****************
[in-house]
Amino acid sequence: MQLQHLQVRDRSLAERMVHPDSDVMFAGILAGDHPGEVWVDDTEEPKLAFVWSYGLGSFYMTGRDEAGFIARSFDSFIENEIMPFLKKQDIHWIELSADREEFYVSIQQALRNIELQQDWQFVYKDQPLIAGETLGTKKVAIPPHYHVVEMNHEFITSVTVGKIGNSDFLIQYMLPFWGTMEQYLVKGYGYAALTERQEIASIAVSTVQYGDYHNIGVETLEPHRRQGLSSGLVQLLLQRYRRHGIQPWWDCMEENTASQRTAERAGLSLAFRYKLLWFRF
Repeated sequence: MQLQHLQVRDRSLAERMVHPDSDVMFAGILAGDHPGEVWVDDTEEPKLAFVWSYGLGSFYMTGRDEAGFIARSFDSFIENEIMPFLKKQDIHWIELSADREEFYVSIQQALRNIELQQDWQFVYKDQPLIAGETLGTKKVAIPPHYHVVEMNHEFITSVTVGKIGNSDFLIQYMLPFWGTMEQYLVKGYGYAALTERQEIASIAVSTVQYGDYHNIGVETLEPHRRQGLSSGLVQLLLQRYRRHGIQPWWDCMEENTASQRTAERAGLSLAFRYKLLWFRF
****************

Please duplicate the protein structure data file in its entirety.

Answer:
[in-house]
Amino acid sequence: MQLQHLQVRDRSLAERMVHPDSDVMFAGILAGDHPGEVWVDDTEEPKLAFVWSYGLGSFYMTGRDEAGFIARSFDSFIENEIMPFLKKQDIHWIELSADREEFYVSIQQALRNIELQQDWQFVYKDQPLIAGETLGTKKVAIPPHYHVVEMNHEFITSVTVGKIGNSDFLIQYMLPFWGTMEQYLVKGYGYAALTERQEIASIAVSTVQYGDYHNIGVETLEPHRRQGLSSGLVQLLLQRYRRHGIQPWWDCMEENTASQRTAERAGLSLAFRYKLLWFRF
Repeated sequence: MQLQHLQVRDRSLAERMVHPDSDVMFAGILAGDHPGEVWVDDTEEPKLAFVWSYGLGSFYMTGRDEAGFIARSFDSFIENEIMPFLKKQDIHWIELSADREEFYVSIQQALRNIELQQDWQFVYKDQPLIAGETLGTKKVAIPPHYHVVEMNHEFITSVTVGKIGNSDFLIQYMLPFWGTMEQYLVKGYGYAALTERQEIASIAVSTVQYGDYHNIGVETLEPHRRQGLSSGLVQLLLQRYRRHGIQPWWDCMEENTASQRTAERAGLSLAFRYKLLWFRF